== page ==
“...And then the Elf says, ‘You mean to tell me that all the Gnomes and Dwarves are gone from Arnac?’ ‘Every single one,’ the genie replies. ‘Well in that case, I wish for a glass of fine wine, please!’” Everyone’s heard the joke a hundred times before, but we all laugh drunkenly anyway, raising wooden mugs of heady, bitter ale as the big man on my left--Karl something--launches into another joke.
I glance across the room. The Nymph’s Lounge is dim and crowded and loud, but my mark is easy to keep track of. He’s wearing a garish yellow cloak and a tall, pointed red hat, pushed close to the little raised stage where the “nymphs” are dancing. The show should end any minute.
The men at my table laugh again and I turn back to them, refreshing the big grin on my face and taking a deep drink. Karl half-shouts to me over the noise of the bar, “See anything you like?” which elicits another round of guffaws from my tablemates. “Nah,” I reply just as loudly, “the girls at this place always smell like fish!” Karl laughs, and a guy who looks like he might have some Orc blood pipes up, “Speakin’ of fish, you boys see Derrik’s wife by the docks earlier? What a face, eh!”
The smaller man next to him gives him a good punch to the shoulder, and the big guy roars with laughter, leaning his stool so far back he nearly topples over. Out of the corner of my eye I see the red hat on the move; most of the dancers retiring for the night through the door behind the stage, with a few sticking around to suggest to the audience how to arrange for a more personal show.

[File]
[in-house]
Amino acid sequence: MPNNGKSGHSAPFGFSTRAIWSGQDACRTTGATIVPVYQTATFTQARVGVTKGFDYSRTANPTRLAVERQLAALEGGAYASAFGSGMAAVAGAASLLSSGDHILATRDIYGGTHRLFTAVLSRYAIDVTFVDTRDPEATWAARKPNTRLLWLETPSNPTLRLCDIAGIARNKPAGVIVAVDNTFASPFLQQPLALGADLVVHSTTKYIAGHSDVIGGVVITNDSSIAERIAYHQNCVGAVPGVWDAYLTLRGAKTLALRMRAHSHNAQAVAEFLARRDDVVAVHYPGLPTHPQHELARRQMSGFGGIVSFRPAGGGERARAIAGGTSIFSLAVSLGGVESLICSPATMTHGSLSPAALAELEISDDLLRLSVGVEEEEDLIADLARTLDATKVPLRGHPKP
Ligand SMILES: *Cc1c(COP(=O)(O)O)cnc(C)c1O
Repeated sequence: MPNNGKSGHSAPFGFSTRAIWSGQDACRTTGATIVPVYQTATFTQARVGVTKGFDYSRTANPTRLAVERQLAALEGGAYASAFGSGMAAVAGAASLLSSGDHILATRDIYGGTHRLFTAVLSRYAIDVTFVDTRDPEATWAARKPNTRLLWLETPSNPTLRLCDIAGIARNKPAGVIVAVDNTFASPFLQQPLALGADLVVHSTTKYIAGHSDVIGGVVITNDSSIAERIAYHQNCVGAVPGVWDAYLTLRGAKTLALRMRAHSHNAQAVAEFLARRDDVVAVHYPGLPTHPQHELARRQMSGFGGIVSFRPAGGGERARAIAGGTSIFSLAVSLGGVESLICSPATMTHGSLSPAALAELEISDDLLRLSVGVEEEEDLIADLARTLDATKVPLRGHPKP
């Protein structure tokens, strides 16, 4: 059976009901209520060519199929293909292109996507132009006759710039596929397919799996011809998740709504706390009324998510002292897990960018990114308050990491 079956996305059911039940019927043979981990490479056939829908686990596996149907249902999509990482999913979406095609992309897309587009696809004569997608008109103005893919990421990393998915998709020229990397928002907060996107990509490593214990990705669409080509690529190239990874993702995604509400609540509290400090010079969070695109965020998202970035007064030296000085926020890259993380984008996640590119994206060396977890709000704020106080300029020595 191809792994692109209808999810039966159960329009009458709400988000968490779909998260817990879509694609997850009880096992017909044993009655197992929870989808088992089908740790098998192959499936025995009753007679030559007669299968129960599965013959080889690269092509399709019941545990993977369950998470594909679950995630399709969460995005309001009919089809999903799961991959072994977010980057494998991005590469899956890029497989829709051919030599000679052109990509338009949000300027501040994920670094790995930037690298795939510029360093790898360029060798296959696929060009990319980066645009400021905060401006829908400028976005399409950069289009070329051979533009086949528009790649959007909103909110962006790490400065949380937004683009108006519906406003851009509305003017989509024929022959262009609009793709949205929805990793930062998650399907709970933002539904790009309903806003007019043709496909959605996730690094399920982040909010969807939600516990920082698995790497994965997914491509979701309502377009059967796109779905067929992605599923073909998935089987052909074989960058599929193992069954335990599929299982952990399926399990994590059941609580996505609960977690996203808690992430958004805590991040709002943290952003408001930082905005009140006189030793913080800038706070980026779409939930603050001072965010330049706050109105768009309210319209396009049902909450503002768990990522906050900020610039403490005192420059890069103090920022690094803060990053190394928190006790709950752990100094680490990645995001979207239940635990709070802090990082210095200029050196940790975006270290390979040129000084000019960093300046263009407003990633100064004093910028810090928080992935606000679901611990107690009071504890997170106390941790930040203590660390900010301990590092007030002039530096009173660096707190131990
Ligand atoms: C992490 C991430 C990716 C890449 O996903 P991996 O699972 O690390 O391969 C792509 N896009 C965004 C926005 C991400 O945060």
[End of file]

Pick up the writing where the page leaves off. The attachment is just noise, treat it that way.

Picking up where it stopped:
I push my stool back, raising my eyebrows suggestively at the other men at my table, and head for the counter. I scrape a few coppers out of a vest pocket and deposit them prominently in front of the harried-looking barmaid. I make my way to the stage and try not to look too closely at a skinny girl clothed only in translucent bluish silk as I linger for a few moments, then turn away and slip out the door.
The man in the red hat is nowhere to be seen when I step out onto the moonlit street, but if my information is good, I know where he’s going. I turn left and then left again, into the narrow alley next to the Lounge. Only a few feet in, the tavern’s chimney juts out almost to the opposite wall, and I squeeze around it to the other side, where I know the alley continues for a short way and then comes to an end against the back of a warehouse.
Feeling around in the dark, I find the piton I’d hammered into the stone chimney this afternoon at head height. From there, finding the other two and climbing to the roof is a simple matter. I retrieve my bow and quiver from where they hang inside the chimney and pry out the piton they hung from, stuffing it into a pocket and slinging the quiver over my shoulder as I make my way towards the back of the tavern.
Sure enough, Red Hat is there, standing silently in the shadows of another dead-end corridor not far from the back doorway. He’s clearly trying to stay hidden despite his outlandish garb, and he seems surprisingly successful as, a few silent minutes later, the back door opens and girls begin to leave in twos and threes. The door blocks their view of the man and they hurry away through the night without a backwards glance.